Carey Perloff


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THE COLLECTION

by Harold Pinter

Included in "50/60 VISION"

Center Theatre Group, 1990

"In 'THE COLLECTION,' directed by Carey Perloff, we confront the instability of truth. The pace is deliberate, the action pregnant with those notorious Pinter pauses, the air fraught with confrontation and repressed violence, the language laconic."

–– LOS ANGELES TIMES



DRAMALOGUE AWARD, 

Outstanding Direction of a Play

DRAMALOGUE AWARD,

Best Production "The Collection"


"Are we ready for this? Thirteen plays from the '50s and '60s, undiluted, unupdated, unmolested by self-important directors and relatively untampered with?

This writer is. For one.

A look back is almost always an enhancement to looking ahead. It makes for interesting connections. And Edward Parone, who conceived and produced "50/60 Vision," the festival of so-called absurdist and quasi-absurdist plays at the Mark Taper Forum, has been picky about which ones to include (less picky about which ones to ex clude, but we can't have everything). The first three--Harold Pinter's "The Collection" and Samuel Beckett's "Play" and "Krapp's Last Tape"--kicked off the event at a press preview Tuesday, attended by an enthusiastic but smallish audience. Why?

Is anyone out there intimidated by these plays? No need to be.

If anything, the passage of time has only magnified their large quotient of humor, and changing theatrical conventions--new then but familiar now, their mold forever shattered by some of these very plays--have made them accessible. Starting with Beckett's 30-minute "Play." What comedy could be more human than that of three people standing in their funerary urns, only their talking heads exposed, endlessly regurgitating the important events in their lives--events that also happened to link them to one another and may have provoked their deaths?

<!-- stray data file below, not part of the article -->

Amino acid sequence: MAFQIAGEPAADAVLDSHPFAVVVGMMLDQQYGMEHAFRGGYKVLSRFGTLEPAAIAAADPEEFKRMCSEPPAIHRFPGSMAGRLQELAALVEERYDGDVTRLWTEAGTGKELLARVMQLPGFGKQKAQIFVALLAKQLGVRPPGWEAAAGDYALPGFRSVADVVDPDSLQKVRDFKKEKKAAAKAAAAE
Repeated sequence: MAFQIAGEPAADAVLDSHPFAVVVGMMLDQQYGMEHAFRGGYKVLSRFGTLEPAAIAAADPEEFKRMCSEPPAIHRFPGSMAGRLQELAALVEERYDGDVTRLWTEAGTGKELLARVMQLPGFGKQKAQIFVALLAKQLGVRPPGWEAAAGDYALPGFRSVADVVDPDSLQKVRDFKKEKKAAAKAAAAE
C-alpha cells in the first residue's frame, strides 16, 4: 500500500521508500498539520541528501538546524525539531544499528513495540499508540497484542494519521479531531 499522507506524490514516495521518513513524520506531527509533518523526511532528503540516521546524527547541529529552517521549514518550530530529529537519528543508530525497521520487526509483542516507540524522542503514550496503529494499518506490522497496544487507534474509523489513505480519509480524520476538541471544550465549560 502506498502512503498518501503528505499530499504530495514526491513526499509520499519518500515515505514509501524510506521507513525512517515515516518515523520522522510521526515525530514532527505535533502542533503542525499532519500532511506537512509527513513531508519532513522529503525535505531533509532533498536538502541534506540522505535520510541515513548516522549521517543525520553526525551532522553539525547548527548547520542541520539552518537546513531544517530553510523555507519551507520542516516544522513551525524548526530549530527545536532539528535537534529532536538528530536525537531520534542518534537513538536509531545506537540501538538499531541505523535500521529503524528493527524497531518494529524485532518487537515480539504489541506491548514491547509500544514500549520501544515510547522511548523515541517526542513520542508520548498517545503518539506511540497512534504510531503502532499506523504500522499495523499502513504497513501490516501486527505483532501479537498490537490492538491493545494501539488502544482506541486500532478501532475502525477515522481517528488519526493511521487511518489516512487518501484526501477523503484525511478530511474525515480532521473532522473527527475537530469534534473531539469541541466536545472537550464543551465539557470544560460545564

.

In "The Collection," directed by Carey Perloff, we confront the instability of truth. James (Christopher Allport) has reason to believe that his wife Stella (Maria O'Brien) has fooled around with Bill (Michael Tulin), a young man who lives with an older man named Harry (Alan Oppenheimer).


The pace is deliberate, the action pregnant with those notorious Pinter pauses, the air fraught with confrontation and repressed violence, the language laconic.

The humor? Implicit in re-experiencing a situation where everything is visible and nothing is clear.


There are no answers. This is a theater that loves to ask questions, earthly and not-so-earthly. It is not about sets (though Yael Pardess has provided perfectly decent ones) or lights (Paulie Jenkins delivers the requisite ones) or costumes (no one looks out of place in Julie Weiss' costumes).

And it is not about directors. Perloff, Michael Arabian (he staged "Krapp's Last Tape") and Daniel O'Connor ("Play") are to be commended for the extent to which they remain invisible. "50/60 Vision" is about writers."


–– SILVIE DRAKE, LA TIMES

CAST

ALAN OPPENHEIMER

CHRISTOPHER ALPORT

MARIA O'BRIEN

MICHAEL TULIN

THE COLLECTION, Center Theatre Group, 1990. Alan Oppenheimer, Michael Tulin